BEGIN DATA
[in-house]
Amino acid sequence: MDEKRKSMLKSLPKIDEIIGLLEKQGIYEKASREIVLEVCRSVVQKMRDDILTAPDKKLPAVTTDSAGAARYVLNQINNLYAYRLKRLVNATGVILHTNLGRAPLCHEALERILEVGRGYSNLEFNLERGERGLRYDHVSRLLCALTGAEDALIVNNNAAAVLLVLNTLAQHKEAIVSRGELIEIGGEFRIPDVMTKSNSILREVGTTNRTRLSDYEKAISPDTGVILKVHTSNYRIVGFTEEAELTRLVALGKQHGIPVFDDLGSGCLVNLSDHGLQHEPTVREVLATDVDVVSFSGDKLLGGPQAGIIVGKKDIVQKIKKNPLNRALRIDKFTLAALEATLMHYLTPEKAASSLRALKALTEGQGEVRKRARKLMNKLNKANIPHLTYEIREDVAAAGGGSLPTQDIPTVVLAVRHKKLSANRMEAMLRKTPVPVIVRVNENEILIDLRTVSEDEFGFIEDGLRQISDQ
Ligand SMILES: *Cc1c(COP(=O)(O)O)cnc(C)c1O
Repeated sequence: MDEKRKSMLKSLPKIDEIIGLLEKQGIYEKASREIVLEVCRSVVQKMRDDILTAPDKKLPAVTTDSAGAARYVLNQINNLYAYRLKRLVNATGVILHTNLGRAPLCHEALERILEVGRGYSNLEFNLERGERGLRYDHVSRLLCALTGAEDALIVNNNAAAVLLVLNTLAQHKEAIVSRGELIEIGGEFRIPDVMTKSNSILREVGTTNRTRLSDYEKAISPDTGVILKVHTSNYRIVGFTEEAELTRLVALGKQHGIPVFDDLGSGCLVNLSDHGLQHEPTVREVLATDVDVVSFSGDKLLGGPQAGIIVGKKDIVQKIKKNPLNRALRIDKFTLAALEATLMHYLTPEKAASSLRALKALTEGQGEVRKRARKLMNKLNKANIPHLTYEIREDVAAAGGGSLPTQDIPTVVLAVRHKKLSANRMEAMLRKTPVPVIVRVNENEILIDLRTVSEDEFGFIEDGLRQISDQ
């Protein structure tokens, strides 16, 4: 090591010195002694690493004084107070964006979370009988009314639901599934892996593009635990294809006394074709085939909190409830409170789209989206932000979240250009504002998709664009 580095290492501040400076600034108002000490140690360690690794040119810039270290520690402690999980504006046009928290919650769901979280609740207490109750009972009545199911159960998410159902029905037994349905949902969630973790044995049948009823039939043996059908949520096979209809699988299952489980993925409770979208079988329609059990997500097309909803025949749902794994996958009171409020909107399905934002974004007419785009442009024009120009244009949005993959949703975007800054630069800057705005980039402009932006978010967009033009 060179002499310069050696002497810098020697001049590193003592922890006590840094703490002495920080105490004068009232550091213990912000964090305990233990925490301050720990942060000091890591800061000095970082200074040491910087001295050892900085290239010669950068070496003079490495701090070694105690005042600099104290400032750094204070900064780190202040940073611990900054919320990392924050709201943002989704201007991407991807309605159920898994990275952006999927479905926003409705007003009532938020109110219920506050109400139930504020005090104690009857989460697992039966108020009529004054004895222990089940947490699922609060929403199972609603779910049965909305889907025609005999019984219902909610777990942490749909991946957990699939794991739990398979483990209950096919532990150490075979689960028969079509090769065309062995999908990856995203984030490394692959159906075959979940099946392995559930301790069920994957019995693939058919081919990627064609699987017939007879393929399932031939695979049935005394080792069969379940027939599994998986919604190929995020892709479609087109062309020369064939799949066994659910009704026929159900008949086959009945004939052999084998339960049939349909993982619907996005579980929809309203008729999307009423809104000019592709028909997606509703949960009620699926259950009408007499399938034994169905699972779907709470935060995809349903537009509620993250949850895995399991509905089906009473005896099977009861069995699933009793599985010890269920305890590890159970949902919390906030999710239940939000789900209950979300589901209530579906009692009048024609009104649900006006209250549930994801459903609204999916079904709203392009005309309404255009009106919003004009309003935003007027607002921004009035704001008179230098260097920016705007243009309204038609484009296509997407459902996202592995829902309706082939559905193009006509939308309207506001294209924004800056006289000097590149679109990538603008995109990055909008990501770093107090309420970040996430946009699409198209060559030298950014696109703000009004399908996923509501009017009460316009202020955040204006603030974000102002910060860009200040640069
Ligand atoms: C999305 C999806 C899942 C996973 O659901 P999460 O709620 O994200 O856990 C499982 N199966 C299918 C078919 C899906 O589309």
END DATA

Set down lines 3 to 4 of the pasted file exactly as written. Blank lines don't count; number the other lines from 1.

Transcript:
Ligand SMILES: *Cc1c(COP(=O)(O)O)cnc(C)c1O
Repeated sequence: MDEKRKSMLKSLPKIDEIIGLLEKQGIYEKASREIVLEVCRSVVQKMRDDILTAPDKKLPAVTTDSAGAARYVLNQINNLYAYRLKRLVNATGVILHTNLGRAPLCHEALERILEVGRGYSNLEFNLERGERGLRYDHVSRLLCALTGAEDALIVNNNAAAVLLVLNTLAQHKEAIVSRGELIEIGGEFRIPDVMTKSNSILREVGTTNRTRLSDYEKAISPDTGVILKVHTSNYRIVGFTEEAELTRLVALGKQHGIPVFDDLGSGCLVNLSDHGLQHEPTVREVLATDVDVVSFSGDKLLGGPQAGIIVGKKDIVQKIKKNPLNRALRIDKFTLAALEATLMHYLTPEKAASSLRALKALTEGQGEVRKRARKLMNKLNKANIPHLTYEIREDVAAAGGGSLPTQDIPTVVLAVRHKKLSANRMEAMLRKTPVPVIVRVNENEILIDLRTVSEDEFGFIEDGLRQISDQ